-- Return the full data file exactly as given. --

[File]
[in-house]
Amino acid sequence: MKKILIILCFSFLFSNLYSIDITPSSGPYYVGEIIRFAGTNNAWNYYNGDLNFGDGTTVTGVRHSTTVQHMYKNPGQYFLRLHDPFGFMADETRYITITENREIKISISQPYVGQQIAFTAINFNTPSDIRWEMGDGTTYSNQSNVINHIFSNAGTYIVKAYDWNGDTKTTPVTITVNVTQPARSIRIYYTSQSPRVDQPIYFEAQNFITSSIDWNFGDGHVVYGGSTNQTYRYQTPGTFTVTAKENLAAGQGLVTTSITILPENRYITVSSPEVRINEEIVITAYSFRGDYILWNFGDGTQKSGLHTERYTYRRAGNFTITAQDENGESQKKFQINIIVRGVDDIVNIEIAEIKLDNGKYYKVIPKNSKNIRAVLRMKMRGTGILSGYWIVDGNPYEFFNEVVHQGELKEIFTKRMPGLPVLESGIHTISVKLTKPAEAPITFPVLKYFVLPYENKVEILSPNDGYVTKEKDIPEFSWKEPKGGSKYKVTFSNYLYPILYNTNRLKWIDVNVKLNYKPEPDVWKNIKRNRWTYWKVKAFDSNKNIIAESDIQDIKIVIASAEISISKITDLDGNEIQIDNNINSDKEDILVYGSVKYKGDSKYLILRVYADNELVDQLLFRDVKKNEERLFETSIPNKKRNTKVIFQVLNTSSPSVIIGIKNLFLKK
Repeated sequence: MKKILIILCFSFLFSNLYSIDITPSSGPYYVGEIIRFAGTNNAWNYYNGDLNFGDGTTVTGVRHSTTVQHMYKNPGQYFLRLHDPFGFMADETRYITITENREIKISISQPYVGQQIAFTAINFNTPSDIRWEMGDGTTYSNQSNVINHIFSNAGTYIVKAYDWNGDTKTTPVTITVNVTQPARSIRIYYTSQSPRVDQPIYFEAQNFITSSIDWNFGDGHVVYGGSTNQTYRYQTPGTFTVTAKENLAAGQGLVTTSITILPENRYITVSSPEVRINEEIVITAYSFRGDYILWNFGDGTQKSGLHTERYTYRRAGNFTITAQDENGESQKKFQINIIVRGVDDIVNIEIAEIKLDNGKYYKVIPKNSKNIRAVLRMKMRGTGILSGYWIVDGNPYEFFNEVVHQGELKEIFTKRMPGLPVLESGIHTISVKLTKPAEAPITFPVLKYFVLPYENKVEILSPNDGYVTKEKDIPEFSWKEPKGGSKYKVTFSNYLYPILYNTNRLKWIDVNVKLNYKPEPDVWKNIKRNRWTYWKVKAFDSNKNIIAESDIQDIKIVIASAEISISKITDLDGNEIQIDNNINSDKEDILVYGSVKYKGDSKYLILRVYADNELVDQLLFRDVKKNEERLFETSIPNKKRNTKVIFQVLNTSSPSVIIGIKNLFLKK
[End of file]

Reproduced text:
[in-house]
Amino acid sequence: MKKILIILCFSFLFSNLYSIDITPSSGPYYVGEIIRFAGTNNAWNYYNGDLNFGDGTTVTGVRHSTTVQHMYKNPGQYFLRLHDPFGFMADETRYITITENREIKISISQPYVGQQIAFTAINFNTPSDIRWEMGDGTTYSNQSNVINHIFSNAGTYIVKAYDWNGDTKTTPVTITVNVTQPARSIRIYYTSQSPRVDQPIYFEAQNFITSSIDWNFGDGHVVYGGSTNQTYRYQTPGTFTVTAKENLAAGQGLVTTSITILPENRYITVSSPEVRINEEIVITAYSFRGDYILWNFGDGTQKSGLHTERYTYRRAGNFTITAQDENGESQKKFQINIIVRGVDDIVNIEIAEIKLDNGKYYKVIPKNSKNIRAVLRMKMRGTGILSGYWIVDGNPYEFFNEVVHQGELKEIFTKRMPGLPVLESGIHTISVKLTKPAEAPITFPVLKYFVLPYENKVEILSPNDGYVTKEKDIPEFSWKEPKGGSKYKVTFSNYLYPILYNTNRLKWIDVNVKLNYKPEPDVWKNIKRNRWTYWKVKAFDSNKNIIAESDIQDIKIVIASAEISISKITDLDGNEIQIDNNINSDKEDILVYGSVKYKGDSKYLILRVYADNELVDQLLFRDVKKNEERLFETSIPNKKRNTKVIFQVLNTSSPSVIIGIKNLFLKK
Repeated sequence: MKKILIILCFSFLFSNLYSIDITPSSGPYYVGEIIRFAGTNNAWNYYNGDLNFGDGTTVTGVRHSTTVQHMYKNPGQYFLRLHDPFGFMADETRYITITENREIKISISQPYVGQQIAFTAINFNTPSDIRWEMGDGTTYSNQSNVINHIFSNAGTYIVKAYDWNGDTKTTPVTITVNVTQPARSIRIYYTSQSPRVDQPIYFEAQNFITSSIDWNFGDGHVVYGGSTNQTYRYQTPGTFTVTAKENLAAGQGLVTTSITILPENRYITVSSPEVRINEEIVITAYSFRGDYILWNFGDGTQKSGLHTERYTYRRAGNFTITAQDENGESQKKFQINIIVRGVDDIVNIEIAEIKLDNGKYYKVIPKNSKNIRAVLRMKMRGTGILSGYWIVDGNPYEFFNEVVHQGELKEIFTKRMPGLPVLESGIHTISVKLTKPAEAPITFPVLKYFVLPYENKVEILSPNDGYVTKEKDIPEFSWKEPKGGSKYKVTFSNYLYPILYNTNRLKWIDVNVKLNYKPEPDVWKNIKRNRWTYWKVKAFDSNKNIIAESDIQDIKIVIASAEISISKITDLDGNEIQIDNNINSDKEDILVYGSVKYKGDSKYLILRVYADNELVDQLLFRDVKKNEERLFETSIPNKKRNTKVIFQVLNTSSPSVIIGIKNLFLKK